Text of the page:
This article was reproduced with the kind permission
of the British Broadcasting Corporation
21 November 2007, 16:59 GMT
The historic tea clipper was a quarter of the way through a £25m conservation project when it was damaged in dry dock in Greenwich exactly six months ago.
The Cutty Sark Trust said more than £20m had been raised but after the fire an extra £9m, on top of the £5m funding gap, was needed to finish the rebuild.
The trust is urging businesses and corporations to donate to the project.
Having survived the terrible fire it will be a cruel twist of fate if
the ship should perish through lack of funds
Work on the 138-year-old vessel was restarted two months ago after it had to be stopped following the fire on 21 May.
Parts from the vessel, including the ship's masts, had been taken apart and moved to Chatham Historic Dockyard in Kent as part of refurbishment and were therefore not affected by the fire.
It was due to reopen to the public in November 2009 but will now take another year to be completed, The Cutty Sark Trust said.
Richard Doughty, chief executive of the trust, said the biggest hurdle was funding the project.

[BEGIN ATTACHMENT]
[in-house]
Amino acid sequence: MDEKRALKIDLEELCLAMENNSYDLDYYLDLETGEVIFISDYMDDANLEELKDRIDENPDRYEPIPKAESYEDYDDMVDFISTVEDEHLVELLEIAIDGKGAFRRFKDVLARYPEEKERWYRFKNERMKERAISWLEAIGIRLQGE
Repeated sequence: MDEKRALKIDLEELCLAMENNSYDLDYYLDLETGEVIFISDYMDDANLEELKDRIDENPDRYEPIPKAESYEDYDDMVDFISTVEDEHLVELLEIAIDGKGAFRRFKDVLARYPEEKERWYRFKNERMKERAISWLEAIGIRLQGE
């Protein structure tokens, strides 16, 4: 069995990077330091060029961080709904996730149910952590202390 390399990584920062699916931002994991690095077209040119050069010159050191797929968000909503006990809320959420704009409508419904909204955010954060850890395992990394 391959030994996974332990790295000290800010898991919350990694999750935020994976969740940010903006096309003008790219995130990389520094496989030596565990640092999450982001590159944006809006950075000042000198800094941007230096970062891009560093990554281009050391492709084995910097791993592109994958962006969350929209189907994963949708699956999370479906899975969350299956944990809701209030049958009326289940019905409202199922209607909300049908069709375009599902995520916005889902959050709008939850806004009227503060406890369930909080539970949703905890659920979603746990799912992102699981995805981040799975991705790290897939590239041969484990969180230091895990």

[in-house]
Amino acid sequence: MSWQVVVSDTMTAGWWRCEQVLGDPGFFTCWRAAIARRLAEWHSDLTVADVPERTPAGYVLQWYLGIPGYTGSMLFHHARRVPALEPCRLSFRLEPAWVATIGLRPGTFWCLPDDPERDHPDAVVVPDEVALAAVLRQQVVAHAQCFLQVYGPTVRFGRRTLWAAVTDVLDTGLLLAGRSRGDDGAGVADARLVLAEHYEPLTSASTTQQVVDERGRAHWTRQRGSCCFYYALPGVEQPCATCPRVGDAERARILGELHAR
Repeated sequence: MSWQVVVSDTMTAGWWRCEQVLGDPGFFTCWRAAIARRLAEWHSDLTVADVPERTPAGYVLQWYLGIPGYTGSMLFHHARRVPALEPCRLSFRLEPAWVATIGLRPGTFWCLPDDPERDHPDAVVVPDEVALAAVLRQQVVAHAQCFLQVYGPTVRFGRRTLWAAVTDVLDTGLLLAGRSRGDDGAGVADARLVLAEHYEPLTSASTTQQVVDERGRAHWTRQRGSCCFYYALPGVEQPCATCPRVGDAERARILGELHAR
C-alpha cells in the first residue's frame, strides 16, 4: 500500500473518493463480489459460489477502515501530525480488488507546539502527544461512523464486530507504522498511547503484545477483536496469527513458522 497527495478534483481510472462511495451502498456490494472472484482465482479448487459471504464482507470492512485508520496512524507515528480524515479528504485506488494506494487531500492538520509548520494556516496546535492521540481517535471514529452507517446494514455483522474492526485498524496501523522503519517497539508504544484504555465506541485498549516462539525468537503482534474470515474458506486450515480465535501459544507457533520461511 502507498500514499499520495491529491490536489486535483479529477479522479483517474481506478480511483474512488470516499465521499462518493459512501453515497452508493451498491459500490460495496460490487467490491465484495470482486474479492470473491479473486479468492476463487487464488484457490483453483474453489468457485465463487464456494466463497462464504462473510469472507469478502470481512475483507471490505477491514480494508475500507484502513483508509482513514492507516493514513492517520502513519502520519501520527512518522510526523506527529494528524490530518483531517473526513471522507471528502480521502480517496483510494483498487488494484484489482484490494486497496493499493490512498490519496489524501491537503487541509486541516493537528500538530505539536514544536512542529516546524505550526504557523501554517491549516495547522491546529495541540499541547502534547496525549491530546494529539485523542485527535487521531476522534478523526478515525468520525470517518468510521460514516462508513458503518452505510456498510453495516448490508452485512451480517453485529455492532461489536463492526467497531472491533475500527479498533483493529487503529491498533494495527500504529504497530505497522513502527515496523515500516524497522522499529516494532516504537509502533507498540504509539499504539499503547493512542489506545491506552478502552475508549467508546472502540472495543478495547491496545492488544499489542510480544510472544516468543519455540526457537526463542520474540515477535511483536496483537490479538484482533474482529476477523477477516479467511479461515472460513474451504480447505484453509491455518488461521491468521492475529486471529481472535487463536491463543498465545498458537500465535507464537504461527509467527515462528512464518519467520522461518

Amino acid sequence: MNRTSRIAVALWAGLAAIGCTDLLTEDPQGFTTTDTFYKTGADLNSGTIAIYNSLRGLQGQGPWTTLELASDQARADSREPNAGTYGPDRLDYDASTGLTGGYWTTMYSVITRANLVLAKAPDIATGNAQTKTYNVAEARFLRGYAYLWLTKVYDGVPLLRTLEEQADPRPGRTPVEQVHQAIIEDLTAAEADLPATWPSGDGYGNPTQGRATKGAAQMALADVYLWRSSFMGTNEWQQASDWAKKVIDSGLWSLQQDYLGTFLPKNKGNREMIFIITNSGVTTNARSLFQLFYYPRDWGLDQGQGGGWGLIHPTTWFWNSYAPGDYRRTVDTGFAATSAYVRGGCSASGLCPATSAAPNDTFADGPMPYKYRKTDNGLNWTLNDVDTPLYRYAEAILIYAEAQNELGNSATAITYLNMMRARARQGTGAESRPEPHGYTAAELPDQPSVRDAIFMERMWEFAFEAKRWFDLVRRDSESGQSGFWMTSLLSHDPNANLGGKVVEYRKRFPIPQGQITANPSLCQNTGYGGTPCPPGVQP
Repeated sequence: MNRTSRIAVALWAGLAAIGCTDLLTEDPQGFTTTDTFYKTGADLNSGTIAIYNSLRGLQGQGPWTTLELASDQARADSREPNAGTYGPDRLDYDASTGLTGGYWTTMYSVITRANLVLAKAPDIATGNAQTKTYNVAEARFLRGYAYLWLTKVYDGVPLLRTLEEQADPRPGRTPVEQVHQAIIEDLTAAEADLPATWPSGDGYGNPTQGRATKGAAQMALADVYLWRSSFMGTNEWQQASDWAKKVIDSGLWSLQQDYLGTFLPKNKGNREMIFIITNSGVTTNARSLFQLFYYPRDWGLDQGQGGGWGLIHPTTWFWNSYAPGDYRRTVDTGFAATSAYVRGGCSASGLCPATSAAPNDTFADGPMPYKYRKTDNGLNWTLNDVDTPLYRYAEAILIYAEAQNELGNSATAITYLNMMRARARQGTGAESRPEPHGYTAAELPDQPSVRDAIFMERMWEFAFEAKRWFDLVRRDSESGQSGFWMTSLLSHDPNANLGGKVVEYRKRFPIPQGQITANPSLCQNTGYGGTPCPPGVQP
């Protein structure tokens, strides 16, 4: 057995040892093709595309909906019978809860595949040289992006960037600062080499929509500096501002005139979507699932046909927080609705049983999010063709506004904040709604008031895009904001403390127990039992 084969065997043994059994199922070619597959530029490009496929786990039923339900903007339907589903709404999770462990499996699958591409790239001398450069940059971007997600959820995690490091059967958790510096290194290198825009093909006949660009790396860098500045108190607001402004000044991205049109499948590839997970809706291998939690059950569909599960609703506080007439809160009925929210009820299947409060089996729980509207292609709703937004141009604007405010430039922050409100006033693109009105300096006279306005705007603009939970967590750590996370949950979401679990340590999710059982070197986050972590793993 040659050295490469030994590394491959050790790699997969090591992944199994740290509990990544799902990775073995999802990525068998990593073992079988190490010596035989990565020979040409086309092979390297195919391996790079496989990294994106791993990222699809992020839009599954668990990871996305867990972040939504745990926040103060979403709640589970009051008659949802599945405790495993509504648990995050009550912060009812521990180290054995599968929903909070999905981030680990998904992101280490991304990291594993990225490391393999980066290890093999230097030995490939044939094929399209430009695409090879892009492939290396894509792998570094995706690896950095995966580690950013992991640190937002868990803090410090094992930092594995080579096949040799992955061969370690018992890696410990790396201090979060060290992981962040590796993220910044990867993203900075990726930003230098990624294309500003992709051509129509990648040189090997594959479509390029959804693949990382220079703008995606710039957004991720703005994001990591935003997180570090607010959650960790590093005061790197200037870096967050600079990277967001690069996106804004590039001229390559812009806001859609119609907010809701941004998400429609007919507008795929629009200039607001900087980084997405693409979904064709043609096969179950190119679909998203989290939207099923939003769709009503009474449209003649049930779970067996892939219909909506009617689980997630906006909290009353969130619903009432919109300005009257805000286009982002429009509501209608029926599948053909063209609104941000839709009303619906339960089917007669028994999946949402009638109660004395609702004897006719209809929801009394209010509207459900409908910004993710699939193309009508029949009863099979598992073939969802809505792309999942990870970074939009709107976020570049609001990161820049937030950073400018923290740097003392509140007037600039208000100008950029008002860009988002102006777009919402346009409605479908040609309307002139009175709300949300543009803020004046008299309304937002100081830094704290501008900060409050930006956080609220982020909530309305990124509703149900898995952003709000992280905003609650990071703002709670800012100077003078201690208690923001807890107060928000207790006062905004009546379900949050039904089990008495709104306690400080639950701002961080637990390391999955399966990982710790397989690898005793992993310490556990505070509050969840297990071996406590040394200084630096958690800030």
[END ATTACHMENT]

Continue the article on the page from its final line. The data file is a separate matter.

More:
"We will not be able to complete the work unless we raise significant additional funds very soon and we are looking to corporations and businesses to help us," he said.
He added that the public had helped raise nearly £1.2m since the fire but "significant sums" were still needed to complete the work on the ship.
Another Trust member, Stephen Archer, said: "Having survived the terrible fire it will be a cruel twist of fate if the ship should perish through lack of funds."
The cause of the fire is still under investigation.
A Metropolitan Police spokesperson said: "We await final analysis of the equipment on board and surrounding areas (of the vessel) and after this will produce a report with experts into the conclusion of the causes of the fire."